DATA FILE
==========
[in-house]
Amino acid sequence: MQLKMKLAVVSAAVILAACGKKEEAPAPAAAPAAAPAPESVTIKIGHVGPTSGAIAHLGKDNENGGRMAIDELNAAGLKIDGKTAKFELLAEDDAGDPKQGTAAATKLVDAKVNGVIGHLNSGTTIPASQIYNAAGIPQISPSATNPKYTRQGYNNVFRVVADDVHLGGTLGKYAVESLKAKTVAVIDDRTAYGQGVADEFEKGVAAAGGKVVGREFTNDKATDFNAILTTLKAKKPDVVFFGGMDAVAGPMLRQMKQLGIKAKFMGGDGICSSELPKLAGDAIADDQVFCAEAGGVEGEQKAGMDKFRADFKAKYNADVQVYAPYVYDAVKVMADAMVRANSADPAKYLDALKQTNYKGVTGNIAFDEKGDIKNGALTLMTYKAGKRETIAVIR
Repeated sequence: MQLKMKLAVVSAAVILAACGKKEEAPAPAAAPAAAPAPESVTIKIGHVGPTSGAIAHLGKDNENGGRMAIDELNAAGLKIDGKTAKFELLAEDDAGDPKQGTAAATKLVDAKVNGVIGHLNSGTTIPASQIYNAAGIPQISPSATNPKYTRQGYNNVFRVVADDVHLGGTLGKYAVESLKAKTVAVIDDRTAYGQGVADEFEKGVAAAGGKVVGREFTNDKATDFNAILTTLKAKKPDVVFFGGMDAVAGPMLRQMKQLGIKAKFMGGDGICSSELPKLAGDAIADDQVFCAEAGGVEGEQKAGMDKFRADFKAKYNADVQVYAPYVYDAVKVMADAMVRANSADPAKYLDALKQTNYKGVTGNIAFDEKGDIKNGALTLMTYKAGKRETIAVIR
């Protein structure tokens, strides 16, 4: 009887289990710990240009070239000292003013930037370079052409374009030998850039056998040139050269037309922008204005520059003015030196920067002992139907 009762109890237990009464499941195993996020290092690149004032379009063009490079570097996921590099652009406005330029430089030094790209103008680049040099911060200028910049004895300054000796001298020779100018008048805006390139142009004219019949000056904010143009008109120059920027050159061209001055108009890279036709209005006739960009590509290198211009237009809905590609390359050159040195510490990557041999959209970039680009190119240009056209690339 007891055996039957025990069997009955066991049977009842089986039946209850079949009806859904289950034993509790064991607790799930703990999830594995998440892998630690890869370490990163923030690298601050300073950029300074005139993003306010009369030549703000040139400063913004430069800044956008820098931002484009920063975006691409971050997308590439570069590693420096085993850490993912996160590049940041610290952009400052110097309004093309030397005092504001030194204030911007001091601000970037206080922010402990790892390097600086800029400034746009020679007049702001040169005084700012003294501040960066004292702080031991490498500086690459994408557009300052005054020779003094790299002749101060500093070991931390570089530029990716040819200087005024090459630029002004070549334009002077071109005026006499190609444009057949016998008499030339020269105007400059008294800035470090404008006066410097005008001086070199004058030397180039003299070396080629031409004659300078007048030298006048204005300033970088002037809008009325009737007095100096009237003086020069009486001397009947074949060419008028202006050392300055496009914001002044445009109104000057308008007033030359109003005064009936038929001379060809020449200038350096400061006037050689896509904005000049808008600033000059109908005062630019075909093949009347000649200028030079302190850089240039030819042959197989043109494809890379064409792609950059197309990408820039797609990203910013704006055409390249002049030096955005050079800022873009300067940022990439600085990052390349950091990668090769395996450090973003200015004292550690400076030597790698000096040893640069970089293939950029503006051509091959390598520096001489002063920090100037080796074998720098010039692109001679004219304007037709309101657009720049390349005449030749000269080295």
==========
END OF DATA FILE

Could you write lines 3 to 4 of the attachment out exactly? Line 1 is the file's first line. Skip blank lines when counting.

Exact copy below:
Repeated sequence: MQLKMKLAVVSAAVILAACGKKEEAPAPAAAPAAAPAPESVTIKIGHVGPTSGAIAHLGKDNENGGRMAIDELNAAGLKIDGKTAKFELLAEDDAGDPKQGTAAATKLVDAKVNGVIGHLNSGTTIPASQIYNAAGIPQISPSATNPKYTRQGYNNVFRVVADDVHLGGTLGKYAVESLKAKTVAVIDDRTAYGQGVADEFEKGVAAAGGKVVGREFTNDKATDFNAILTTLKAKKPDVVFFGGMDAVAGPMLRQMKQLGIKAKFMGGDGICSSELPKLAGDAIADDQVFCAEAGGVEGEQKAGMDKFRADFKAKYNADVQVYAPYVYDAVKVMADAMVRANSADPAKYLDALKQTNYKGVTGNIAFDEKGDIKNGALTLMTYKAGKRETIAVIR
């Protein structure tokens, strides 16, 4: 009887289990710990240009070239000292003013930037370079052409374009030998850039056998040139050269037309922008204005520059003015030196920067002992139907 009762109890237990009464499941195993996020290092690149004032379009063009490079570097996921590099652009406005330029430089030094790209103008680049040099911060200028910049004895300054000796001298020779100018008048805006390139142009004219019949000056904010143009008109120059920027050159061209001055108009890279036709209005006739960009590509290198211009237009809905590609390359050159040195510490990557041999959209970039680009190119240009056209690339 007891055996039957025990069997009955066991049977009842089986039946209850079949009806859904289950034993509790064991607790799930703990999830594995998440892998630690890869370490990163923030690298601050300073950029300074005139993003306010009369030549703000040139400063913004430069800044956008820098931002484009920063975006691409971050997308590439570069590693420096085993850490993912996160590049940041610290952009400052110097309004093309030397005092504001030194204030911007001091601000970037206080922010402990790892390097600086800029400034746009020679007049702001040169005084700012003294501040960066004292702080031991490498500086690459994408557009300052005054020779003094790299002749101060500093070991931390570089530029990716040819200087005024090459630029002004070549334009002077071109005026006499190609444009057949016998008499030339020269105007400059008294800035470090404008006066410097005008001086070199004058030397180039003299070396080629031409004659300078007048030298006048204005300033970088002037809008009325009737007095100096009237003086020069009486001397009947074949060419008028202006050392300055496009914001002044445009109104000057308008007033030359109003005064009936038929001379060809020449200038350096400061006037050689896509904005000049808008600033000059109908005062630019075909093949009347000649200028030079302190850089240039030819042959197989043109494809890379064409792609950059197309990408820039797609990203910013704006055409390249002049030096955005050079800022873009300067940022990439600085990052390349950091990668090769395996450090973003200015004292550690400076030597790698000096040893640069970089293939950029503006051509091959390598520096001489002063920090100037080796074998720098010039692109001679004219304007037709309101657009720049390349005449030749000269080295």